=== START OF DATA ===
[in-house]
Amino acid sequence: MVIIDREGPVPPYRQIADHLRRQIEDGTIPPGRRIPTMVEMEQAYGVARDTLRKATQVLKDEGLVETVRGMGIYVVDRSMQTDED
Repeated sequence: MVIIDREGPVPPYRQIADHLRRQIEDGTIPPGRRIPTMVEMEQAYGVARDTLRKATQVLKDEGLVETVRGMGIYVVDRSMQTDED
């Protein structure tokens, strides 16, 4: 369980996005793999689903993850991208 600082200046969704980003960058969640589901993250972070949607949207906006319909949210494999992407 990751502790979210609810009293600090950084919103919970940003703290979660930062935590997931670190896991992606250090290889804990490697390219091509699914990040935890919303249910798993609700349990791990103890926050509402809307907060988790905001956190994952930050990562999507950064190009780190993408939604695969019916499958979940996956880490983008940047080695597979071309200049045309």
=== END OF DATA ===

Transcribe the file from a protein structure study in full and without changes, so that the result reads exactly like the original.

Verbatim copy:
[in-house]
Amino acid sequence: MVIIDREGPVPPYRQIADHLRRQIEDGTIPPGRRIPTMVEMEQAYGVARDTLRKATQVLKDEGLVETVRGMGIYVVDRSMQTDED
Repeated sequence: MVIIDREGPVPPYRQIADHLRRQIEDGTIPPGRRIPTMVEMEQAYGVARDTLRKATQVLKDEGLVETVRGMGIYVVDRSMQTDED
């Protein structure tokens, strides 16, 4: 369980996005793999689903993850991208 600082200046969704980003960058969640589901993250972070949607949207906006319909949210494999992407 990751502790979210609810009293600090950084919103919970940003703290979660930062935590997931670190896991992606250090290889804990490697390219091509699914990040935890919303249910798993609700349990791990103890926050509402809307907060988790905001956190994952930050990562999507950064190009780190993408939604695969019916499958979940996956880490983008940047080695597979071309200049045309």